Asian Americans dominate the podium at the 2022 Beijing Winter Olympics
In particular, many Asian American athletes dominated the podium, including Nathan Chen, Chloe Kim and Eileen Gu, who all won gold medals amid fierce competition from other athletes.
On February 8, the Chinese-American skater Nathan Chen won his first gold medal in the men’s individual skating competition. With a free program of 218.63 points and a short program of 113.97 points, Chen’s total score of 332.60 was far ahead of Japan’s Yuma Kagiyama and Shoma Uno, who won silver and bronze respectively. Chen is the first American male skater to win gold since Evan Lysacek in 2010 and the seventh all-time.
Korean-American snowboarder Chloe Kim won her second gold medal on February 10 in the snowboard halfpipe. Kim is the first woman to win two gold medals in halfpipe snowboarding. At the 2018 Winter Olympics in Pyeongchang, she placed first in the halfpipe at just 17 years old, becoming the youngest woman to win an Olympic gold medal in snowboarding.
Kim’s opening performance included a series of tricks such as the forward and reverse 1080, making for a flawless run. Kim joins American snowboarder Shaun White as the only snowboarders to defend their Olympic halfpipe titles.
California native Eileen Gu won three medals for China, two gold medals in freestyle skiing big air and halfpipe, and a silver in freestyle skiing slopestyle.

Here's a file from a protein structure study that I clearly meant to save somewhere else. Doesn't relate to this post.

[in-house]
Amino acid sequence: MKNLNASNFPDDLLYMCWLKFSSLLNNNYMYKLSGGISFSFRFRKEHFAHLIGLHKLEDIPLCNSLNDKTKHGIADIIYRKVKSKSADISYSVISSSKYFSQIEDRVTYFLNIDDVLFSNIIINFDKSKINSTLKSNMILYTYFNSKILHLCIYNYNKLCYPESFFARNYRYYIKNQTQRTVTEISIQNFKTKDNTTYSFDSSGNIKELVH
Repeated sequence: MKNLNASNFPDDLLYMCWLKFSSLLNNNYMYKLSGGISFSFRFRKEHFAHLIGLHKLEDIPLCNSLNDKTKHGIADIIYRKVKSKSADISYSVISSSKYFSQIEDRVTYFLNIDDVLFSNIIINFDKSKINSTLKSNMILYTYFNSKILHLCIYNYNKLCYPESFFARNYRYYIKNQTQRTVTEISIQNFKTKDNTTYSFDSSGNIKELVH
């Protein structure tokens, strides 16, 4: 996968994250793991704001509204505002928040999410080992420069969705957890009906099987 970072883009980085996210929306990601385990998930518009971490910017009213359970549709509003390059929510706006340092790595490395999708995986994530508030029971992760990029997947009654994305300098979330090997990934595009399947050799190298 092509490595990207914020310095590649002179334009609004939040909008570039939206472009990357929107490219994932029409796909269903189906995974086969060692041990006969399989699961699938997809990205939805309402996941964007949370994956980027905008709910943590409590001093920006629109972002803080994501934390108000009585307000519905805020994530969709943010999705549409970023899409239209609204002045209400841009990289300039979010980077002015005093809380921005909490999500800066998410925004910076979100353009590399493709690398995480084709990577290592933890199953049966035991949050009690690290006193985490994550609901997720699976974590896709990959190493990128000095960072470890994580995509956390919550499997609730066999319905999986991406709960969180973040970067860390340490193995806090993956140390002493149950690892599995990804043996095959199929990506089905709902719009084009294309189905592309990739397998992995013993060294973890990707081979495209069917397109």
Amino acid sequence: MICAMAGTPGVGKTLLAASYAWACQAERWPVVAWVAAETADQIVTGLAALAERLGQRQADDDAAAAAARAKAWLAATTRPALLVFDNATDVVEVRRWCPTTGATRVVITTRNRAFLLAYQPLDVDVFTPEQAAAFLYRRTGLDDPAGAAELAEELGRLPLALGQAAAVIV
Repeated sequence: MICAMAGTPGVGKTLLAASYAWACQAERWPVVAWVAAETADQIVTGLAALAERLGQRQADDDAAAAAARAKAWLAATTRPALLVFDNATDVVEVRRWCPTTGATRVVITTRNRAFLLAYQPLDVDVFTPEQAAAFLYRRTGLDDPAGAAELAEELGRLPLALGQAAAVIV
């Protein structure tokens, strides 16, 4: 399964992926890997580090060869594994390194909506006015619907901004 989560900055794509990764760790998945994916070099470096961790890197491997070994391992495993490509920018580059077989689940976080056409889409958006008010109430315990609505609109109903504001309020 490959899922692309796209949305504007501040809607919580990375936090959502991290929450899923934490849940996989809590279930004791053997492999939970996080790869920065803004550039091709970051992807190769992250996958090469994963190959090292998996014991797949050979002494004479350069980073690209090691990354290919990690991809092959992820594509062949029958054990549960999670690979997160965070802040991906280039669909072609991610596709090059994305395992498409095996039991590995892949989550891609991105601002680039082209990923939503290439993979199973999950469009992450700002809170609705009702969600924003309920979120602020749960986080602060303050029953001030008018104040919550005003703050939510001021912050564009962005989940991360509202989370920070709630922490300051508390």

Initially behind the French Tess Ledeux in the big air freestyle skiingGu perfectly executed a jump of 1620, a trick she had never tried before in competition, to overtake Ledeux with a score of 188.25.
Gu’s score of 86.23 trailed Switzerland’s Mathilde Gremaud in the freeski slopestyle, leaving her with a silver medal. After falling to the third rail on her second attempt, she finished eighth. But on Gu’s last run, she was able to hit trick after trick, including a double cork 1080 to land her just 0.33 from gold.
On February 17, Gu won gold in the freeski halfpipe with a score of 95.25, becoming the first freeski athlete to medal in three events at the same Games.
Her performances sparked controversy as she was born and raised in San Francisco, but chose to compete for his mother’s home country. Despite this, Gu has maintained a neutral duality and hopes to connect both his Chinese and American heritage.
“When I’m in the United States, I’m American, but when I’m in China, I’m Chinese,” Gu often said in interviews, according to New York Times.
These three champions were candid about the issues they faced. In 2021, Kim sat down with an interview with ESPN share the harassment she faced as an Asian American woman.
“Just because I’m a professional athlete or won the Olympics doesn’t mean I’m exempt from racism,” Kim told ESPN.
It’s safe to say that all three athletes showed excellence in Beijing. Representation is also a bright light in the middle of the increase in anti-Asian hate crimes the last two years.
“So much Asian American excellence at the Olympics. You do us proud. Your strength, your sacrifices, your creativity, your vision, and your passion. We see you,” Korean-American author Min Jin Lee tweeted.